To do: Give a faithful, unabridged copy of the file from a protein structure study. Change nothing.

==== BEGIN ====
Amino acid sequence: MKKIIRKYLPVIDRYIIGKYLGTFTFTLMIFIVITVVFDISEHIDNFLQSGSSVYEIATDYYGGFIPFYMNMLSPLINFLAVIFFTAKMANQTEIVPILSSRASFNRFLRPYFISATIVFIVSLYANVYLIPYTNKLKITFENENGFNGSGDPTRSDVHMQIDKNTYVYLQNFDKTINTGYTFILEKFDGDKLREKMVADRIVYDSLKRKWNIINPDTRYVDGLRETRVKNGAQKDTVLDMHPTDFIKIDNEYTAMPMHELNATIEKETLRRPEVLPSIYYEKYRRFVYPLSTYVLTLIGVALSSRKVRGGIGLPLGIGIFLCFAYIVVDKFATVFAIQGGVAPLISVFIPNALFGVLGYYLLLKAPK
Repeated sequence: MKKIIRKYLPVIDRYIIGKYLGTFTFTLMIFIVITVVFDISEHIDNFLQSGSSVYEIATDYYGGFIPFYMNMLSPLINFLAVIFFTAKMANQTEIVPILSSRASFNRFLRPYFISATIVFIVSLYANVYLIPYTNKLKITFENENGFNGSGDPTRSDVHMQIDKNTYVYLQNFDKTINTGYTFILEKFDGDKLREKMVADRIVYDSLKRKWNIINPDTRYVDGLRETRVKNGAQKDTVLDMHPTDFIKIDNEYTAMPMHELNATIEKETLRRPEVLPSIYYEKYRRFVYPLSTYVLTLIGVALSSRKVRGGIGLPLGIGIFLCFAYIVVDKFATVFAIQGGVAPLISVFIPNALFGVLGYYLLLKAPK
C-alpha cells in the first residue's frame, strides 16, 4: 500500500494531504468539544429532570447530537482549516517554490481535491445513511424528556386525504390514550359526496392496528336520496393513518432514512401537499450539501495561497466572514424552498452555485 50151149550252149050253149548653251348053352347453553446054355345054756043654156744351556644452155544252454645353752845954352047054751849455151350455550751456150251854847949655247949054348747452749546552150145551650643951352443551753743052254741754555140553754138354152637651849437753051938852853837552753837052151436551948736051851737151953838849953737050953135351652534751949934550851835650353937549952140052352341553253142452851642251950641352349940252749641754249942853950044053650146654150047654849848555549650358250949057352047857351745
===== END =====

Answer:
Amino acid sequence: MKKIIRKYLPVIDRYIIGKYLGTFTFTLMIFIVITVVFDISEHIDNFLQSGSSVYEIATDYYGGFIPFYMNMLSPLINFLAVIFFTAKMANQTEIVPILSSRASFNRFLRPYFISATIVFIVSLYANVYLIPYTNKLKITFENENGFNGSGDPTRSDVHMQIDKNTYVYLQNFDKTINTGYTFILEKFDGDKLREKMVADRIVYDSLKRKWNIINPDTRYVDGLRETRVKNGAQKDTVLDMHPTDFIKIDNEYTAMPMHELNATIEKETLRRPEVLPSIYYEKYRRFVYPLSTYVLTLIGVALSSRKVRGGIGLPLGIGIFLCFAYIVVDKFATVFAIQGGVAPLISVFIPNALFGVLGYYLLLKAPK
Repeated sequence: MKKIIRKYLPVIDRYIIGKYLGTFTFTLMIFIVITVVFDISEHIDNFLQSGSSVYEIATDYYGGFIPFYMNMLSPLINFLAVIFFTAKMANQTEIVPILSSRASFNRFLRPYFISATIVFIVSLYANVYLIPYTNKLKITFENENGFNGSGDPTRSDVHMQIDKNTYVYLQNFDKTINTGYTFILEKFDGDKLREKMVADRIVYDSLKRKWNIINPDTRYVDGLRETRVKNGAQKDTVLDMHPTDFIKIDNEYTAMPMHELNATIEKETLRRPEVLPSIYYEKYRRFVYPLSTYVLTLIGVALSSRKVRGGIGLPLGIGIFLCFAYIVVDKFATVFAIQGGVAPLISVFIPNALFGVLGYYLLLKAPK
C-alpha cells in the first residue's frame, strides 16, 4: 500500500494531504468539544429532570447530537482549516517554490481535491445513511424528556386525504390514550359526496392496528336520496393513518432514512401537499450539501495561497466572514424552498452555485 50151149550252149050253149548653251348053352347453553446054355345054756043654156744351556644452155544252454645353752845954352047054751849455151350455550751456150251854847949655247949054348747452749546552150145551650643951352443551753743052254741754555140553754138354152637651849437753051938852853837552753837052151436551948736051851737151953838849953737050953135351652534751949934550851835650353937549952140052352341553253142452851642251950641352349940252749641754249942853950044053650146654150047654849848555549650358250949057352047857351745